Alumna Doris Aman ’74 plays Davis Carillon to conclude Wednesday demonstration
Doris Aman, a 1974 graduate of Alfred University, performed this week on the University’s Davis Memorial Carillon, an instrument she played regularly in her undergraduate years.
ALFRED, NY – Doris Aman, a 1974 graduate of Alfred University, performed this week on the University’s Davis Memorial Carillon, an instrument she played regularly in her undergraduate years.
Aman played three medleys at the conclusion of Wednesday’s demonstration in Alfred, a weekly event that began in the aftermath of the May 20 death of George Floyd. The medleys ranged from the opening collection of emblematic civil rights songs (including We Shall Overcome, Ain't Gonna Let Nobody Turn Me Round, and Lift Every Voice and Sing) to healing music (What a Wonderful World, There is a Balm in Gilead, Kum Ba Yah, Abide with Me).
In addition, she played a medley of Native American music arranged for the carillon. “We asked Ganondagan, Native American Cultural Center, and Joanne Shenandoah to help us develop carillon music honoring the Haudenosaunee Confederacy nations living amongst us in New York State,” she said after her performance. “Our Native Americans seldom hear music on carillon that provides sonic recognition that these are their homelands. In 2019 we invited members of several tribes to toll the bells of Hopeman Carillon (at the University of Rochester).”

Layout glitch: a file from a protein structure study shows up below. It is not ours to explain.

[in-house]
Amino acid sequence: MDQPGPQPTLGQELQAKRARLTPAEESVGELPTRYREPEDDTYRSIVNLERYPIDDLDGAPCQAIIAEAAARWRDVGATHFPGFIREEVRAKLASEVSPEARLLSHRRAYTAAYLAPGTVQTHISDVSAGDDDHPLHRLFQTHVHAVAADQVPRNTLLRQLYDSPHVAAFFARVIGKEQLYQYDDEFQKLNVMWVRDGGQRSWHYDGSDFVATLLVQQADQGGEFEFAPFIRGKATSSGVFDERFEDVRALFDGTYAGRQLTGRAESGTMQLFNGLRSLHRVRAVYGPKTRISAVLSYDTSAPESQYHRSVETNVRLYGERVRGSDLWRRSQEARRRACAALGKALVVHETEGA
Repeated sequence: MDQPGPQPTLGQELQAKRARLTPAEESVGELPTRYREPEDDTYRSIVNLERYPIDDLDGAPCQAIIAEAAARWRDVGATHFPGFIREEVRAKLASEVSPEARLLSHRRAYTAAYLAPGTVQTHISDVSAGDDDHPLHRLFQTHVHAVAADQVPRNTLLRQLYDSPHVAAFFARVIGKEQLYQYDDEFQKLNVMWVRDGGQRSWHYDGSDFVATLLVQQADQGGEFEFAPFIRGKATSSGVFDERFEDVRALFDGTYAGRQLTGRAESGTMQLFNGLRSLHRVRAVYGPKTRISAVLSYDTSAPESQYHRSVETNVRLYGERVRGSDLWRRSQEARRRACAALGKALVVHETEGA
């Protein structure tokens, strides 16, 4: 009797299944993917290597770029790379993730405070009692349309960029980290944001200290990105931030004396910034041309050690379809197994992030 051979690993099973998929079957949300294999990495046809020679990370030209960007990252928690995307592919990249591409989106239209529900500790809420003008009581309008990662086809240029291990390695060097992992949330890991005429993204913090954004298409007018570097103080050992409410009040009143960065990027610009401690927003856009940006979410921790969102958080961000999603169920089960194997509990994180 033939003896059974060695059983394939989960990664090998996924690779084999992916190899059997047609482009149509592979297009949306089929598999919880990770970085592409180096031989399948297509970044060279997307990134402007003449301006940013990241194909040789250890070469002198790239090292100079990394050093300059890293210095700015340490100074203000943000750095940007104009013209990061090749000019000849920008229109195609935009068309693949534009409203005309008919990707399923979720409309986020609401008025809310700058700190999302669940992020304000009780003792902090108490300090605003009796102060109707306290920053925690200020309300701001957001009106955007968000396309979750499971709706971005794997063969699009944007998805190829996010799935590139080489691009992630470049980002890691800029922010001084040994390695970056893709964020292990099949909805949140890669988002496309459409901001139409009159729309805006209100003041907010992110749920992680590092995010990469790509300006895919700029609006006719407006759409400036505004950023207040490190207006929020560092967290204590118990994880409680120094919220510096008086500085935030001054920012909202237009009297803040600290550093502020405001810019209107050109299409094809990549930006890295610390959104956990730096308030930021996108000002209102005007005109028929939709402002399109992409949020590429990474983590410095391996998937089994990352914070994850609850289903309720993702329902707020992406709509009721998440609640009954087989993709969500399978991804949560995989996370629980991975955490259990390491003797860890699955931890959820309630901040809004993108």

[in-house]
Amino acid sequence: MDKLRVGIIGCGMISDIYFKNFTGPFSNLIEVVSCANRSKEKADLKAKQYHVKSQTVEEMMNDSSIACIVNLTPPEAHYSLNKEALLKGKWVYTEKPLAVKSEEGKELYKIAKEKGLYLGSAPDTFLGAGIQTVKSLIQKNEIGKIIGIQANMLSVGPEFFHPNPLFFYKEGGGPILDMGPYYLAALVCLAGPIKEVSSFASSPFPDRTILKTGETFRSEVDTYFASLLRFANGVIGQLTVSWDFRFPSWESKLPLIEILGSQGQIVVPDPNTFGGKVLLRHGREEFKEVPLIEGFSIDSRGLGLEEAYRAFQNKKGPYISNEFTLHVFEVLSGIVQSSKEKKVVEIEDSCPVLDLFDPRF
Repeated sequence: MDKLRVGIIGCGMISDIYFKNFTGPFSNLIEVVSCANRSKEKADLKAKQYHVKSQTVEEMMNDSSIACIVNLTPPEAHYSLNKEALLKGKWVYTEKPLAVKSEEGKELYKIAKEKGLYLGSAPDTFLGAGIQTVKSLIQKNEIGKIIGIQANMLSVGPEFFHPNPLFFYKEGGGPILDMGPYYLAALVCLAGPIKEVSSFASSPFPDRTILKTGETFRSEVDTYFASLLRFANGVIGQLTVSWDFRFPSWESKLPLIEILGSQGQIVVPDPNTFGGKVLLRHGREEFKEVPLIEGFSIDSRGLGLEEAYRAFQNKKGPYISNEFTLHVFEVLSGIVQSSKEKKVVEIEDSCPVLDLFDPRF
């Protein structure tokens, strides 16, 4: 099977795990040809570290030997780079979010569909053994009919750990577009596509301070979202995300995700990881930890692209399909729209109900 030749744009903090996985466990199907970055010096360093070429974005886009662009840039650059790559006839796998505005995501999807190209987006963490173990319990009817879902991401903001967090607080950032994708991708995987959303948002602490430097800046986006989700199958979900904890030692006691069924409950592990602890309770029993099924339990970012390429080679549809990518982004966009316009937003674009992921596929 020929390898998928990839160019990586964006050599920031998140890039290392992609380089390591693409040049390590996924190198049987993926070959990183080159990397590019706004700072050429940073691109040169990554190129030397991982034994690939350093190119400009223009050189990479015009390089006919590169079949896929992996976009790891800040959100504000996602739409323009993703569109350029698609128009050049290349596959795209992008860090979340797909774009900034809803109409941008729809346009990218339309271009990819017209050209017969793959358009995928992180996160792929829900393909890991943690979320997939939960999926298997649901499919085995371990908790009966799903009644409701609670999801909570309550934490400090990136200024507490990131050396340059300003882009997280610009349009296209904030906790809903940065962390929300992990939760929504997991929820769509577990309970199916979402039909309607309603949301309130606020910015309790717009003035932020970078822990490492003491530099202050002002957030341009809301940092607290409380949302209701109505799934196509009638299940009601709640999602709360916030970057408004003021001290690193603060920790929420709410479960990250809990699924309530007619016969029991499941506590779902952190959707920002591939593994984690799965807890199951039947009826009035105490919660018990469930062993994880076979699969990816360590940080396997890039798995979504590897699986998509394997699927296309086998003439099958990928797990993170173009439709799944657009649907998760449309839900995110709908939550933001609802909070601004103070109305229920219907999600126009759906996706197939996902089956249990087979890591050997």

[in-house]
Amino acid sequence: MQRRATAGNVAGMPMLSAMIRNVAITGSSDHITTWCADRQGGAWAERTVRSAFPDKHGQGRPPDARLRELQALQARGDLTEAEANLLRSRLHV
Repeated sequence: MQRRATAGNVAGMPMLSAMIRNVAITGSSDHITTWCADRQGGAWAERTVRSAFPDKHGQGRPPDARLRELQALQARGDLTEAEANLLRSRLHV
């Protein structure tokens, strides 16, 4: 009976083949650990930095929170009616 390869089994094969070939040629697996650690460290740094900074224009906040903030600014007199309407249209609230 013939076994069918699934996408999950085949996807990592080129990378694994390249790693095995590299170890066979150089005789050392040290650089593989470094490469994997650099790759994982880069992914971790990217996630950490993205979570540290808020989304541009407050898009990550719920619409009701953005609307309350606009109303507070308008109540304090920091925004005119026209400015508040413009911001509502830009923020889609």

Songs in the native American medley included Sagoyewatha, by Zettek, which she said was composed to commemorate the 225th anniversary of the signing of the Canandaigua Peace Treaty of 1784 between the Haudenosaunee Confederacy and the United States government; also Wen De Ya Ho (We Are Strong), and 500 Years, by Rita Joe.
She currently is a member of the faculty of the River Campus Music Department, University of Rochester, where she serves as Director of Carillon Activities. She visited Alfred University this week along with her husband and their dog, Hobbes.
(Views and opinions expressed by Doris Aman are those of Doris Aman and do not necessarily reflect the view of the University of Rochester, Alfred University, or any of its officials.)